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Figure 1. Flow of participants through the Pennington Phase 1 CALERIE trial.

The CONSORT diagram was published previously [6].

doi:10.1371/journal.pone.0004377.g001
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Table 1. Physical characteristics of 48 men and women in weight maintenance at baseline.

doi:10.1371/journal.pone.0004377.t001

Study design

In brief, participants were randomized into one of four groups for 24 weeks: control = healthy weight maintenance based on an American Heart Association (AHA) Step 1 diet, CR = 25% caloric restriction from baseline energy requirements, CR+EX = 12.5% caloric restriction and 12.5% increase in energy expenditure through structured aerobic exercise and LCD = low calorie diet (890 kcal/d) to achieve a 15% reduction in body mass followed by weight maintenance (Figure 2). The group assignment was stratified to ensure equal distributions of sex and BMI in the four groups. All physiological and psychological testing was conducted at baseline and at the end of weeks 12 (M3) and 24 (M6) over a 5-day stay in the institutional inpatient unit. Where possible study personnel were blinded to the treatment assignment of the subjects.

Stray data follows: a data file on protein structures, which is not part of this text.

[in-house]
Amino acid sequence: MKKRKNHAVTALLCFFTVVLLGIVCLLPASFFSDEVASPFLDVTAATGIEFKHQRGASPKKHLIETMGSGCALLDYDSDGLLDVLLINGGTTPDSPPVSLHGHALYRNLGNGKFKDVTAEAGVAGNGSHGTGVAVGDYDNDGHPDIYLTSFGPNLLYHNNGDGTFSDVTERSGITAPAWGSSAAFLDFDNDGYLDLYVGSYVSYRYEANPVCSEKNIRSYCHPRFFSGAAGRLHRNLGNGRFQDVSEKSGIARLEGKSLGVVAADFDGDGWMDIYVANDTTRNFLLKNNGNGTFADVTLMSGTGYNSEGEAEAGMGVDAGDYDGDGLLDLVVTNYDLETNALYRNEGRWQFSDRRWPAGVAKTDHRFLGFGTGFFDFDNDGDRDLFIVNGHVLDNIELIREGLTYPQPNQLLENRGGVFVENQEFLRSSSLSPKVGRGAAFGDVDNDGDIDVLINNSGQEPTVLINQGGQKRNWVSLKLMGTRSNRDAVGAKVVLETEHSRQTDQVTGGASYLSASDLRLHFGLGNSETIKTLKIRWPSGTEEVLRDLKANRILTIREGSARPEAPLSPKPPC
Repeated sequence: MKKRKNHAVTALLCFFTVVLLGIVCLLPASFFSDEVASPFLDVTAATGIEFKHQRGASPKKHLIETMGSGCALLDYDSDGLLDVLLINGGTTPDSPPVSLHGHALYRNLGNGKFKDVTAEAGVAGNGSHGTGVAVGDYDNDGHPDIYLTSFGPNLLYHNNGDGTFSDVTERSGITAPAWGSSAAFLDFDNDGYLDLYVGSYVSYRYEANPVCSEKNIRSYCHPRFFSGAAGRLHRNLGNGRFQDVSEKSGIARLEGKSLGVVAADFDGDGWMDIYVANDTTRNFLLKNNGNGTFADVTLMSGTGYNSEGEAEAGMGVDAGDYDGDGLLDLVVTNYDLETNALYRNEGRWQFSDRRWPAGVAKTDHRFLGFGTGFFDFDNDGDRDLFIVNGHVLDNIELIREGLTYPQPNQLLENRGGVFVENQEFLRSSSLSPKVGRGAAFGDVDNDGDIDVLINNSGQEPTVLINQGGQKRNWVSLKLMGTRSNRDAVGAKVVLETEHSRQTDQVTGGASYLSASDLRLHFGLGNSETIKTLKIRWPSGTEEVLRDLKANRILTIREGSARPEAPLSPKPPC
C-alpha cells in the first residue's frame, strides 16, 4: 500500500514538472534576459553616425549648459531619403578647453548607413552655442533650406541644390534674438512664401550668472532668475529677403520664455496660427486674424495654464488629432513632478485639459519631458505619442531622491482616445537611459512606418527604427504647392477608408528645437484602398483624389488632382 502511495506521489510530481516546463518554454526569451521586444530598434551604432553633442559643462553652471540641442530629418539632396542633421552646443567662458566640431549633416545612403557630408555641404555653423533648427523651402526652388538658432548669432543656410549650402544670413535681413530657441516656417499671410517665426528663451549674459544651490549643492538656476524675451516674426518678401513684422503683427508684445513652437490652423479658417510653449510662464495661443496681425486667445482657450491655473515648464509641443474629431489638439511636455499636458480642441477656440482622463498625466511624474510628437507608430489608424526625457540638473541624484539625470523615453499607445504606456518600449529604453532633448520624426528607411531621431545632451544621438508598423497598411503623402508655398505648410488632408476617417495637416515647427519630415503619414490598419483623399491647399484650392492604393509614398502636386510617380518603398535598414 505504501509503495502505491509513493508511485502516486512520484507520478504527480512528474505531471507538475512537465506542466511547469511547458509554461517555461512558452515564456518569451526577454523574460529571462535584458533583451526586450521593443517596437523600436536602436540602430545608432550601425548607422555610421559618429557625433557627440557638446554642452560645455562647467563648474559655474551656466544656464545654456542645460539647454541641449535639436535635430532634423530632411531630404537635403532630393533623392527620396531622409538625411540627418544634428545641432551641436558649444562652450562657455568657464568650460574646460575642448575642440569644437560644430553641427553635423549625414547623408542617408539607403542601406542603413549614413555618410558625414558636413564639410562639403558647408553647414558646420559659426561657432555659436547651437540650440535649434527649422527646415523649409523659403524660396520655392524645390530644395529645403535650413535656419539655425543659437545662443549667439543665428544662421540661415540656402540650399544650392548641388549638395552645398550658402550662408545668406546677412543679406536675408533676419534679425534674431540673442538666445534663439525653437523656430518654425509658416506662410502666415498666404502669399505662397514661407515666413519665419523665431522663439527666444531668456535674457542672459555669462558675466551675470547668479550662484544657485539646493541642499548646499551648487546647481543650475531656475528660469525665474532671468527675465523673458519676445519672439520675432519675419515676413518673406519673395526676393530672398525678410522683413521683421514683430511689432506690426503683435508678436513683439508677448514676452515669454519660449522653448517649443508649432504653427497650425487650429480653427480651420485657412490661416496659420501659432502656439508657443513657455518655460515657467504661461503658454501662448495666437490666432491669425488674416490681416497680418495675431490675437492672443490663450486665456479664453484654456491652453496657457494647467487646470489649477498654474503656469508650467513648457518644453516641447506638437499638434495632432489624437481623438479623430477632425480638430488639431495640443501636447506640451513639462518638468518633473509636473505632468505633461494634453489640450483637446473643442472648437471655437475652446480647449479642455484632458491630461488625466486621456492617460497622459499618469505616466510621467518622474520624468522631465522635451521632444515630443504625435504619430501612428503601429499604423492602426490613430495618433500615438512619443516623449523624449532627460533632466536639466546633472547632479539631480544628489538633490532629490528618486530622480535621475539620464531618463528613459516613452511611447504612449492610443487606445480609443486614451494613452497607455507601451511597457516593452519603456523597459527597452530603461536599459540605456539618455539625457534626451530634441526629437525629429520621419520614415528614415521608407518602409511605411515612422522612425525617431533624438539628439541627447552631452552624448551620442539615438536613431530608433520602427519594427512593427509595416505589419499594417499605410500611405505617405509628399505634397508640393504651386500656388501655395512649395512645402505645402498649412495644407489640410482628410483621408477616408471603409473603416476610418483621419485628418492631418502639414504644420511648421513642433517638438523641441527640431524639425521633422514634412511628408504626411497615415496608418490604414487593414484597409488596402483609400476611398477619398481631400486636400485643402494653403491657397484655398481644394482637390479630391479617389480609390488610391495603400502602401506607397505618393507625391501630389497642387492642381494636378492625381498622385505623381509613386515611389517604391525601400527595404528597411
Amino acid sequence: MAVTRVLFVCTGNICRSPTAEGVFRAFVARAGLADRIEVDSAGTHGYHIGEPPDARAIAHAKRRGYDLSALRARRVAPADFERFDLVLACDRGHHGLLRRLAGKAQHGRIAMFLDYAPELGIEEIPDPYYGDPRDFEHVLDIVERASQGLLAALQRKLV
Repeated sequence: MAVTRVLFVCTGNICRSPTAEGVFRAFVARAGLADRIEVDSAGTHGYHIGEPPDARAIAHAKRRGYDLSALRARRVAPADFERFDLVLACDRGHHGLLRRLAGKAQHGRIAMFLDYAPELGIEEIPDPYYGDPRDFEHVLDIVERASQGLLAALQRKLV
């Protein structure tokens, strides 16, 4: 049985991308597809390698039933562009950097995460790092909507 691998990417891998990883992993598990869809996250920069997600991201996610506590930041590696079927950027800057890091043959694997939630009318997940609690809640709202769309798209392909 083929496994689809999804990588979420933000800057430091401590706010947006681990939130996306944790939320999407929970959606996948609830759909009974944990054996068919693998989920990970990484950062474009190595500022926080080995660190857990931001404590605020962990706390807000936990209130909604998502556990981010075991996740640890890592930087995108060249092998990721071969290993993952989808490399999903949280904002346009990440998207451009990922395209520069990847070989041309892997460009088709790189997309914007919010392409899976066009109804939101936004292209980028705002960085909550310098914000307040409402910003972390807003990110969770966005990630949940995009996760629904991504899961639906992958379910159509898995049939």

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Figure 2. Experimental design (A) and body weight and composition changes (B) at the completion of the study.

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Baseline weight-maintenance energy requirements

The energy intake required for weight maintenance during baseline and the subsequent energy deficit prescribed to achieve the desired caloric restriction were calculated from 4-week data including two 14-day periods by doubly labeled water (DLW). During the first DLW study (B1) participants followed their usual diet at home. During the second DLW study (B2), participants were provided with a weight maintenance diet. During B2, subjects were weighed every morning and changes in body weight were obtained by regression analysis every 3 days over the 2 week period and energy intake was adjusted as needed to maintain a stable body weight (<±250 g). Values from the animal literature for tissue gain or loss were used to assign energy values to weight changes as previously described [11] and adjustments were made to determine energy intake for weight maintenance. Individual energy requirements were then calculated as the average of total daily energy expenditure (TDEE) during B1 and the final energy intake for weight maintenance (after adjustments) during B2.

Diet and behavioral intervention